Last week I took a last minute trip to Melbourne to visit family. I had a great time and, for the better part of my visit, the weather was typically hot and dry for this time of year. But on the final few days, the weather took a bit of a turn and it was a lot cooler than this Sydney-sider had anticipated or packed for!
The cooler weather left me craving comfort food, which in a way was a good thing because with all the extra mouths to feed, it was the perfect opportunity to try baking these gorgeous Chocolate and cinnamon rolls.
I’d been wanting to make them ever since I saw Joy the Baker’s Pistachio and orange rolls, which she posted back in December having been herself inspired by The Pioneer Woman’s Cinnamon rolls. If you’ve somehow not heard of either of these women, then you should definitely check out their blogs. Both are fantastic and hugely inspirational.
These Chocolate and cinnamon rolls were so simple to make and really delicious, especially when served warm from the oven. If you’re tempted to them try, just make sure to allow yourself plenty of time because although they’re extremely simple to make, they do take a bit of time to prepare when you factor in leaving the dough to rise and rest in the fridge.
I’ve included a recipe card for these rolls as I used a combination of both the Pioneer Woman’s original recipe and Joy the Baker’s adaptation. I hope it’s easy to follow, but if you need some visual prompts for assembling the rolls, then both ladies provide gorgeous photos which double up as terrific visual prompts.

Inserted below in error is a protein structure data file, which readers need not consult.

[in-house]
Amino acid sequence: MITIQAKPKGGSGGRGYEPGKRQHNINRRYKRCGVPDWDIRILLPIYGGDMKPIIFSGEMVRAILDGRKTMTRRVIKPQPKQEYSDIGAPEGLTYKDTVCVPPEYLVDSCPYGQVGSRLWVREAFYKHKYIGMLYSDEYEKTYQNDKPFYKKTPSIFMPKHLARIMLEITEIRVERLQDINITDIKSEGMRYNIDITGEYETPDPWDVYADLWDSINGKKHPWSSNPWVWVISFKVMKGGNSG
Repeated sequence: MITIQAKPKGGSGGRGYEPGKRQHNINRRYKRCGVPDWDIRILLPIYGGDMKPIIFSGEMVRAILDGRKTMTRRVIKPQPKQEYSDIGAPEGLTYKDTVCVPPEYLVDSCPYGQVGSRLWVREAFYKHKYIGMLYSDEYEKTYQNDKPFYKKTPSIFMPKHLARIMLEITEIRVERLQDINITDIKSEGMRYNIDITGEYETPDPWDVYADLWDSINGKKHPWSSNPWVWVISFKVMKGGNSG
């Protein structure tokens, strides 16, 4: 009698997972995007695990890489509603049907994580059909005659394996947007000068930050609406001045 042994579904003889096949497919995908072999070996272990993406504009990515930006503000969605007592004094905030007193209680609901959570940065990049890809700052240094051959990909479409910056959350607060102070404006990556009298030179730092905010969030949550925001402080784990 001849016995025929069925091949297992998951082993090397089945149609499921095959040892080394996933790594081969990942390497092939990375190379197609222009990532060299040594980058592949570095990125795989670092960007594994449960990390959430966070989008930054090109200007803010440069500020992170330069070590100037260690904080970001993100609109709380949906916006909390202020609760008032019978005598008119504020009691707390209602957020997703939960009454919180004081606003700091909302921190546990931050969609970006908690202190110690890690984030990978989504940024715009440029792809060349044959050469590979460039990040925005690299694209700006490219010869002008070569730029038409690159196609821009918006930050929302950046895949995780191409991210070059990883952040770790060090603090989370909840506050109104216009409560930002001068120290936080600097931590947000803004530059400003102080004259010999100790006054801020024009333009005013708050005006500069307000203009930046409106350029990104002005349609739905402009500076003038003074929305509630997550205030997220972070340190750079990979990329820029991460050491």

- 2 cups milk
- ½ cup vegetable oil
- ½ cup white sugar
- 1 sachet of dry yeast (approx. 7g)
- 4 ½ cups plain flour
- ½ teaspoon baking powder
- ½ teaspoon bicarbonate soda
- A pinch of salt
- 120 g unsalted butter, melted
- 1 cup white sugar
- Ground cinnamon
- 1 cup dark chocolate chips
- 1½ cups icing sugar
- 2 tbsp milk
- ½ tsp vanilla extract
- ½ tsp vanilla
- In a large saucepan*, heat the milk, oil, and sugar over a medium heat until it just begins to simmer then remove from the heat and leave until it has cooled but is still warm.
- Sprinkle the yeast on top and let it sit for one minute, then add 4 cups of plain flour and stir until just combined.
- Cover with a lid or clean tea towel and leave in a warm spot for an hour, after which the dough should have risen nicely.
- Add the baking powder, baking soda, salt, and the remaining plain flour and stir to combine thoroughly. Cover again and refrigerate for at least another hour before use.
- Divide the dough into two equal parts. Roll one half of the dough onto a lightly floured surface, forming a rectangular shape, approximately 30cm x 20cm.
- Pour half of the melted butter over the dough, then sprinkle half the sugar and a generous dusting of cinnamon on top and finish with a scattering of chocolate chips (making sure to retain half the chocolate).
- Using both hands, start rolling the dough evenly and reasonably tightly towards you so that it forms one long roll.
- Using a sharp knife, divide the roll into equal sized smaller slices, approximately 2.5 cm – 3 cm thick.
- Repeat the same process with the remaining half of dough, butter, sugar, cinnamon and chocolate so that you should have approximately 16 – 18 individual rolls in total.
- Arrange the rolls into pre-greased pie dishes* (or individually on a baking tray lined with baking paper). Be careful not to pack the rolls into the dishes too tightly as you want to allow room for them to rise. Each pie dish should hold approximately 8 – 9 rolls.
- Cover the rolls and leave in a warm spot for at least a further 20 minutes before baking.
- Meanwhile, preheat the oven to 190°C.
- Uncover the rolls and place in the preheated oven for 15 – 20 minutes, or until golden.
- While the rolls are in the oven, start on the icing.
- Add the icing sugar, milk and vanilla extract into a small mixing bowl and combine until it forms a thick, smooth glaze. Add a little extra milk if the glaze is a little too thick.
- Once cooked, remove from the oven and leave to cool for a couple of minutes, then generously drizzle the icing over the rolls.
- *I used a round, 24 cm cast iron casserole pot / Dutch oven and 24 cm pie dish.
- It’s not essential to leave the dough in the fridge, but it is more difficult to work with if you use it straight away.